Tyler Pendleton talks about past, present and future
Dayton, TN — Tyler Pendleton finished his second year on the football field at the University of Cumberlands and took time to reflect back on his time in Rhea County and his time at University of Cumberlands during his time back home between semesters. Tyler took time to reflect back on his football career, beginning at Spring City with youth football until his graduation from Rhea County High School in 2016 and then talked about his time at University of Cumberlands and beyond. Tyler grew up in Spring City and attended Spring City Elementary and Spring City Middle School. While attending Spring City Elementary, Tyler began his football with Spring City Red Dogs in first grade. Tyler played on the line during most of his time with Red Dogs as he usually was over weight limit for being able to tote the ball. He played Red Dogs until 5th grade and then played baseball and basketball. In middle school, Tyler played for Coach Davis in the Winged T. Throughout his middle school and high school career, Tyler played linebacker with some time at fullback in 8th grade at SCMS. Tyler had a stellar career at Rhea County High School before his graduation in 2016. Tyler Pendleton was selected All-Region as Linebacker of the Year. Pendleton, also selected as Rhea County’s All-Region Academic Representative. Pendleton’s Rhea County football career spanned four years. In all, he was credited with 390 tackles, 253 solo tackles, 18 tackles for a loss, and two interceptions. Pendleton and fellow seniors leave with a 7-3 playoff record during their tenure. At Cumberlands, Tyler Pendleton was named the MSC Appalachian Division Player of the Week in October of 2017. Tyler recorded a season and career-high 17 tackles for the Patriots in the loss to the University of Pikeville. He tallied five solo tackles and 12 assisted tackles while also recording two tackles for a loss in the game. As a freshman in 2016, Tyler played in 8 games, and started in 2 games. At the University of Cumberlands, Tyler is majoring in Biology and he has goal of going into the Medical field and becoming a doctor. I sat down and talked with Tyler about his past, present and future.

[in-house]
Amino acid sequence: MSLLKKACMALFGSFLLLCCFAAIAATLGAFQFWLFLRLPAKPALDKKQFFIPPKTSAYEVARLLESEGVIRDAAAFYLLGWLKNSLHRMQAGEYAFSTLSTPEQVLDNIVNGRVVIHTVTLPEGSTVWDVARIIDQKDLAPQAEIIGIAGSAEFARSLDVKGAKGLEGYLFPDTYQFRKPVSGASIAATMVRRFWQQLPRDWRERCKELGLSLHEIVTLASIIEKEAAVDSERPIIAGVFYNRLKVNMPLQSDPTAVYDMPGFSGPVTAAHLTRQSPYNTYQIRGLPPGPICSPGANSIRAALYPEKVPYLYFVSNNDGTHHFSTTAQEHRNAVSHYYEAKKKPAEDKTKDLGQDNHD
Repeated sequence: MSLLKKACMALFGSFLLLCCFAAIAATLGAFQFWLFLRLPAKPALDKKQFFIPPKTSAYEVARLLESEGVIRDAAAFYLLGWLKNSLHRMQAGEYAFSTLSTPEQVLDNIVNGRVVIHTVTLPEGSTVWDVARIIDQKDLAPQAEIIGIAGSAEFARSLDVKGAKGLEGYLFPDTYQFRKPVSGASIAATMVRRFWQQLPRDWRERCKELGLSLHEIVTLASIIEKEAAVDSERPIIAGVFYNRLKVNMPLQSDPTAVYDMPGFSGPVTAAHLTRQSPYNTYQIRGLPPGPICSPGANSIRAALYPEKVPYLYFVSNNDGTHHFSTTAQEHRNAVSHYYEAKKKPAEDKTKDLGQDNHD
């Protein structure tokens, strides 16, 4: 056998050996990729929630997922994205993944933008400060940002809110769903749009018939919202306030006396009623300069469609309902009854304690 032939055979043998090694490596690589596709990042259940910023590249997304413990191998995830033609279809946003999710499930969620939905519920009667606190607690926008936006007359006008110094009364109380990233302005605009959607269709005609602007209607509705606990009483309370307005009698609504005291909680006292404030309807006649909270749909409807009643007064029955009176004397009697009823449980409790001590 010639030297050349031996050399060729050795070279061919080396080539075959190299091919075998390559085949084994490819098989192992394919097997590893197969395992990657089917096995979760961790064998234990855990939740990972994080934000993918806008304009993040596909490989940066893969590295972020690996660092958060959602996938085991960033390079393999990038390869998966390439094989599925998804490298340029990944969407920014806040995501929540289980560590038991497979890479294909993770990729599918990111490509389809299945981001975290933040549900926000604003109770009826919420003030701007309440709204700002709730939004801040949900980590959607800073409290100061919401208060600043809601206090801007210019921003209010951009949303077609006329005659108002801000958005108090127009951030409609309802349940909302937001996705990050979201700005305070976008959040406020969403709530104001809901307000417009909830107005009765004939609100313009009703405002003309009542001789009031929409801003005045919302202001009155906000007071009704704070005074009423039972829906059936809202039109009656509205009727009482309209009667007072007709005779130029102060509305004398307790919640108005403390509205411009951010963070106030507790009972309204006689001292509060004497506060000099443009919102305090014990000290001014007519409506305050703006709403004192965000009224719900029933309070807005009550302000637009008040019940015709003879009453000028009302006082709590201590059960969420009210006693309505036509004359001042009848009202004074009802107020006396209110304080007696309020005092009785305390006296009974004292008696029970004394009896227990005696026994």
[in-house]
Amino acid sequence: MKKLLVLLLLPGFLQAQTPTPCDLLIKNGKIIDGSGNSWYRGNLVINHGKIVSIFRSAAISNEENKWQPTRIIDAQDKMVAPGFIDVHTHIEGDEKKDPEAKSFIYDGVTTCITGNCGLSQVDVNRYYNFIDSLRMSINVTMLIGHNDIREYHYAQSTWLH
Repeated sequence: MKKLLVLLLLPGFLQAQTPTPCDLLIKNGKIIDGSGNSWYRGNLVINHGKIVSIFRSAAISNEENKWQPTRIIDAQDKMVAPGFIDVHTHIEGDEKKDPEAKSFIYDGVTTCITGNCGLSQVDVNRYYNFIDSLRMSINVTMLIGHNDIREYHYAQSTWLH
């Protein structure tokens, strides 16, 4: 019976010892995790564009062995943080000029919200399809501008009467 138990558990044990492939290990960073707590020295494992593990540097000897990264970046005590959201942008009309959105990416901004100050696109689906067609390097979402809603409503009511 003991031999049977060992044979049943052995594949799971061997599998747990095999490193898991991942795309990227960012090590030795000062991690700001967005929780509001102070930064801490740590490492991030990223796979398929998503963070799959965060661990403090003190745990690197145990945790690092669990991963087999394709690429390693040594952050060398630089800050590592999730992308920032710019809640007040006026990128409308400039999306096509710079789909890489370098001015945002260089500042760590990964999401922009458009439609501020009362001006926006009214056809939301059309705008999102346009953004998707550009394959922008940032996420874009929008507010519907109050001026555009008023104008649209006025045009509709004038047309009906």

On playing linebacker, what is the mentality?